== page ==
Do you have a briliant idea for a startup in mind? Avoid these common mistakes: (part 1)

Vladimir Elias
Oct 4, 2018 · 4 min read

First of all, when I will be talking about all the common mistakes people do at the very beginning of their startups, I will be referring not only to people I have met while working as a business developer for our company in Czech Republic or here in Silicon Valley, where I currently meet business owners everyday, but also to my own mistakes I have made while working on my own projects like I already mentioned in my previous article.

“I have an idea but I am not going to tell anybody because they might steal it”.

A preview how meeting with NDA’s might look like. Photo by rawpixel on Unsplash

Very common situation when people tend to require to sign NDA’s (non-disclosure agreement) before they start talking about their ideas. I always say when you are able to recreate the same or even better startup just because somebody told you the main idea in 5 minutes then either your startup is not sophisticated enough or you as a CEO suck. There are also benefits of sharing your basic idea with as many people as possible because they can possibly refer you to people who might help you, you get free feedback for which normally huge corporations pay a lot of money and many of these people will even come up with better parts of your solution for your idea.

“My business will be targeting people from every profession, country, with any age, language, culture etc”.

A preview of Facebook early adopters. Photo by Good Free Photos on Unsplash

Maybe after 10 years it might be possible… Is Facebook targeting everybody? Well, now almost yes but do you remember how they started? In order to have an account you had to be a Harvard student (later another universities joined). So the social network with currently almost 2.2 billion users started with a target group of ~23K Harvard students. A good way how to find your first target group a.k.a. early adopters is to analyze the problems of a single entity, solve them and then trying to find similar entities (for example invent a machine for producing burgers for a single burger-making restaurant with many customers but lack of qualified employees and apply this criteria for all the next ones).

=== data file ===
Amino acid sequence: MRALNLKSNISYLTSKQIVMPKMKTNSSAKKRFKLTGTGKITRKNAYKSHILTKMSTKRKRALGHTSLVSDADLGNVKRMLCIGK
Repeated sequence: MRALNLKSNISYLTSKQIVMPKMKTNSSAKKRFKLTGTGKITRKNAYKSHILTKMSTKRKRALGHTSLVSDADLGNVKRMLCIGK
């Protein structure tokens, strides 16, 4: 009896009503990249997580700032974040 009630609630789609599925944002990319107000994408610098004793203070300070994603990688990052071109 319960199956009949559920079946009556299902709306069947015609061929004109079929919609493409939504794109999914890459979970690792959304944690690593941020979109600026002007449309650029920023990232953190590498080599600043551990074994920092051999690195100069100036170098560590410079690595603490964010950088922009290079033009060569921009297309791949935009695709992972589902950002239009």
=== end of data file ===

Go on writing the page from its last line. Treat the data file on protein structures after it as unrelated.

“I have an idea, a customer and a team but I cannot start without an investment”

Photo by Sharon McCutcheon on Unsplash

The first thing you do shouldn’t be looking for an investor. Your initial team has to be able to produce a prototype / MVP (Minimum viable product) or a first working version without any aid. Of course, I am not talking about capital intensive businesses but mostly about businesses focused on software development or similar. Once you can show some traction or pre-arranged contracts with the customers and there is no other way to scale up your business without an investment you can start looking for an angel investor.

“Hi! My idea can cure cancer thanks to all 23 steps we have invented starting with number 1. which bla bla bla”

What is “one-liner”, why do I need it and why is it such a big deal? One-liner is a sentence which can fit into one line (surprise 😲) and describes your startup in 1–2 sentences.

One-liner of well-known successful startup AirBnb while raising money (from SlideShare)

Why is it so necesery to know it? According to article from the startups have to contact around 70 angel investors before they get an investment. If it’s a good investor he will be probably busy and won’t have more than few minutes to talk to you. That’s why you need a catchy one-liner so you get his attention and he will remember you. A bad vs. good example could be from an awesome czech startup company I met who claim:
Bad example: “We are making intelligent bowls and collars for dogs which collect data, analyze them and ensuring your dog stays healthy”.
Good example: “We can prolong your dog’s life for another 2 years”. This ensures they will start asking questions like how is that possible? why 2? and they will actually listen to you.

In this part we found out it is necesery to share your idea with as many people as possible, be sure at the beginning our target group is specific enough, have an MVP before reaching out an investor and have an one-liner prepared for him.

More of the mistakes entrepreneurs usually do I will cover in the second part of this article. Please follow me if you want to be notified once is available and if you want to know more about me or you need to consult your business idea please visit my website and don’t hesitate to contact me.

Vladimir Elias

Business & Product development for startups